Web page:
Industry leaders came together yesterday (September 10) to debate the future of waste and recycling at this years RWM show at the Birmingham NEC arena.
The Future of Waste panel, chaired by The Guardians Fiona Harvey, saw the experts discuss the big issues the sector must address in the near future, including the role of incineration, end of life regulations, consumer demand, and uniform targets for recycling across Europe.
The Chartered Institution of Wastes Management (CIWM) chief executive officer Steve Lee, Friends of the Earth senior resource use campaigner Dr Michael Warhurst, Closed Loops Chris Dow, and SITAs external affairs director Gev Eduljee all took to the Leaders Arena with varying views on where the industry is headed.
The panel also included Viridors business development director Howard Ellard, Advanced Plasma Powers Rolf Stein, and independent consultant Jiggy Lloyd who joined in the debate.
Each member of the panel was asked their individual stance on the waste and recycling industrys place in the UK today. Introducing his philosophy to the audience, Mr Lee said: We are still a coping industry and because of who we are we are not allowed to stop coping. I believe in action at all points of the spectrum. I believe in strong government, strong leadership, and big ideas.
On an optimistic but critical note, Viridors Mr Ellard said: We have come a very long way in the last 20 years. There have been two drivers responsible for this: targets and landfill tax. Some knowledge of what is going to happen to landfill tax from central government would be helpful.
The fact we export refuse derived fuel (RDF) all over Europe but import biomass from Canada is perverse, he added.
“The 50% recycling target is not for all countries, there needs to be different timelines and pathways. We need high targets and to realise some countries will take longer to reach them than others.”
Dr Michael Warhurst, FOE
Asked by Ms Harvey whether UK recycling rates had reached a plateau, Mr Ellard replied: No, it depends entirely on the product you derive from the material you start with. It comes down to encouraging manufacturers to use recycled products.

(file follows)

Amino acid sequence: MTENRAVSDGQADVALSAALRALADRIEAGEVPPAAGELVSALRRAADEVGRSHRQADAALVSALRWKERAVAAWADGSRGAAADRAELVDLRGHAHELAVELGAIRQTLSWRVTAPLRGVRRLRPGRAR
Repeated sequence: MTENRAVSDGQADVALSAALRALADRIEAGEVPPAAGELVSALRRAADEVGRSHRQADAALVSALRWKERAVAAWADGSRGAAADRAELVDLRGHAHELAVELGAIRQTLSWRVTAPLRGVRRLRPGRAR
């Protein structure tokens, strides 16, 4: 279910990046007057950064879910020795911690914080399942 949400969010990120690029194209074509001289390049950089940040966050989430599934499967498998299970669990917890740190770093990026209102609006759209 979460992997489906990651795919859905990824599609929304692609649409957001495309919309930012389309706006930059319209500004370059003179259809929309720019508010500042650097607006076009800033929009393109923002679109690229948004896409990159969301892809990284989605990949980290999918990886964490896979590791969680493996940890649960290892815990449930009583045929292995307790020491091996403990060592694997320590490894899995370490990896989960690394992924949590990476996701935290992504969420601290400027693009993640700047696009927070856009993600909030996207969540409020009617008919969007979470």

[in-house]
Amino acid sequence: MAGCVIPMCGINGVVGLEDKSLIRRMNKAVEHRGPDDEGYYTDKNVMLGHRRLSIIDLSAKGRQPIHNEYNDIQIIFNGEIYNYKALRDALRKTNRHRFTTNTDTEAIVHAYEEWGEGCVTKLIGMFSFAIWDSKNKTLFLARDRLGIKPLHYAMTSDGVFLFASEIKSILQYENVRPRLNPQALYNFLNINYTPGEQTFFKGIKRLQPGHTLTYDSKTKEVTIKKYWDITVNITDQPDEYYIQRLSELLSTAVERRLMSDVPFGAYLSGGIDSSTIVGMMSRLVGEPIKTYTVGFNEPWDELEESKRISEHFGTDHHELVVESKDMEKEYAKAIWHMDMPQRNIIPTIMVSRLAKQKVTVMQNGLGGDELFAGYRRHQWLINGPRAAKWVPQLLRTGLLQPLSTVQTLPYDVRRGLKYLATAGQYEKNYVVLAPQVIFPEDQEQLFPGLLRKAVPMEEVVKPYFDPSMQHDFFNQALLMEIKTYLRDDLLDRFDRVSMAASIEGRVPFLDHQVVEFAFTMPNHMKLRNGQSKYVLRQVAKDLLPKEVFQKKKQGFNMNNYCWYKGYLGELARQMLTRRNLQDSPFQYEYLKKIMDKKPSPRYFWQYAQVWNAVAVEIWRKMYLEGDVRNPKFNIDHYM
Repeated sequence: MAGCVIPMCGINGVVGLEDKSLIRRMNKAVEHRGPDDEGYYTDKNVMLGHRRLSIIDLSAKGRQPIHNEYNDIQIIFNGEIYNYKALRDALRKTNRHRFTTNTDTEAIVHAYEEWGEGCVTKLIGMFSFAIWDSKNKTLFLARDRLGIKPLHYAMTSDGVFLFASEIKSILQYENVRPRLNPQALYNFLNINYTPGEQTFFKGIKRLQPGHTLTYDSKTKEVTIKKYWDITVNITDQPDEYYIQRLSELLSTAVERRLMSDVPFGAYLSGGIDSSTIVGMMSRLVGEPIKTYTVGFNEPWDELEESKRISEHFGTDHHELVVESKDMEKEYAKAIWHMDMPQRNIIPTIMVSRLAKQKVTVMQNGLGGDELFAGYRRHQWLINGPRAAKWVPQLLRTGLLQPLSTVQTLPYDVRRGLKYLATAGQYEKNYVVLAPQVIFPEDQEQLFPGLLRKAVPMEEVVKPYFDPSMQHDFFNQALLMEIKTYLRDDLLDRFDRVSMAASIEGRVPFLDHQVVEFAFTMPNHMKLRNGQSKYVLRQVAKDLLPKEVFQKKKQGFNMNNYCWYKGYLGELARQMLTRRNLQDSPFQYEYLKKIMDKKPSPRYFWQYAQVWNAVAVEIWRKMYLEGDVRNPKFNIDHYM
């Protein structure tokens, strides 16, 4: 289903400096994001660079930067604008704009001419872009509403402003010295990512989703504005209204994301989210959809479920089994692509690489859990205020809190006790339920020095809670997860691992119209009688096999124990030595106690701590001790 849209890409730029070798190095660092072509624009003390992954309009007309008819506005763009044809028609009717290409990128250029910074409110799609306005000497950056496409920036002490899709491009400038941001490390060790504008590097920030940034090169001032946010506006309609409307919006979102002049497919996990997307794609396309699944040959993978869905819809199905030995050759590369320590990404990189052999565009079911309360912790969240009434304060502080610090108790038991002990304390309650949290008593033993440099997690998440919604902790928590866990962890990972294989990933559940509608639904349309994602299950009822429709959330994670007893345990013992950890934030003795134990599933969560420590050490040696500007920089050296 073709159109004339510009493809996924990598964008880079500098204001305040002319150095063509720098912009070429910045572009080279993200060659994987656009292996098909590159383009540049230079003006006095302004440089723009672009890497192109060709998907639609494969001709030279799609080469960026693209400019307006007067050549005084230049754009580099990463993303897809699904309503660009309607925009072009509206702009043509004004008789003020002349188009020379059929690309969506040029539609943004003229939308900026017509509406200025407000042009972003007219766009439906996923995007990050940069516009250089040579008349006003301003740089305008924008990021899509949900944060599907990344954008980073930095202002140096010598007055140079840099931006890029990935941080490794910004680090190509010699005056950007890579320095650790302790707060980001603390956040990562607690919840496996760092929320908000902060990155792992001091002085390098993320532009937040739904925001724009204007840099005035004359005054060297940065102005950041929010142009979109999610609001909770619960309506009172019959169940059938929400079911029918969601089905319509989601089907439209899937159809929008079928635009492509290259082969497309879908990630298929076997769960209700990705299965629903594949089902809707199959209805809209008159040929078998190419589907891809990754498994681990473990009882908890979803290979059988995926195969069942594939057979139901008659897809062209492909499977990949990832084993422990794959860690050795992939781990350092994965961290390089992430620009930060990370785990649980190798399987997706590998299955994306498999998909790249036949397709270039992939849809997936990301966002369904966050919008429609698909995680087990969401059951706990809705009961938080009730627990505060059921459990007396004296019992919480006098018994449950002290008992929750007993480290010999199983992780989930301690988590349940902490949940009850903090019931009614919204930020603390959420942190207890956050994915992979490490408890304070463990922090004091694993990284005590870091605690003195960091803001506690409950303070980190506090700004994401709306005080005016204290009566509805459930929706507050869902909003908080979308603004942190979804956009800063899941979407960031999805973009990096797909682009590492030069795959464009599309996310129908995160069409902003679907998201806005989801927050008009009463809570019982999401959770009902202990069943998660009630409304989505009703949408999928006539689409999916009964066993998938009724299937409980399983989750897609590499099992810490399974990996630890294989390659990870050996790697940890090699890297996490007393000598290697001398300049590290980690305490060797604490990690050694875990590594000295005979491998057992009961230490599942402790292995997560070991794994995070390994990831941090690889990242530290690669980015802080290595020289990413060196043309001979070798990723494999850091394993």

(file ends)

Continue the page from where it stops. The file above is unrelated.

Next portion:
On the role of incineration, particularly the extent to which the UK should be using the technology, Mr Eduljee claimed the era of energy from waste was coming to an end, while Mr Dow added it has become a victim of recycling.
The export of waste for incineration, Mr Ellard argued, would drop to nil over the next two years as the construction of UK plants continues. Responding Dr Warhursts comments that there were better solutions to incineration, Mr Ellard said there will always be left over material that cannot be recycled.
Ms Harvey also put to the panel whether a Europe wide recycling target was viable for the future. Dr Warhurst, who argued in favour, said: The 50% recycling target is not for all countries, there needs to be different timelines and pathways. We need high targets and to realise some countries will take longer to reach them than others.
However, CIWMs Mr Lee replied: To a single tier Europe I would say no. It is stupid expecting Bulgaria to get away from their 95% reliance on landfill in the next few years.
On the subject of recycling rates, all panelists unanimously agreed that Flanders, which recently achieved a 70% combined rate, was a good example of what high performance targets could achieve, while Mr Stein added it was already paving the way for advanced plasma technology via gas extraction.
Summing up, Mr Lee said: We need to generate information because its not going to come from government. We need electronic duty of care. We can not have the current relationship with our customers, we have to be talking about product design, we have to talk to them about resource design and resource efficiency.
The RWM show, which started today, sees over 750 exhibitors, 150 speakers, and thousands of visitors descend on the NEC to see and hear the latest in waste and recycling innovations. The exhibition will end on Thursday (September 12).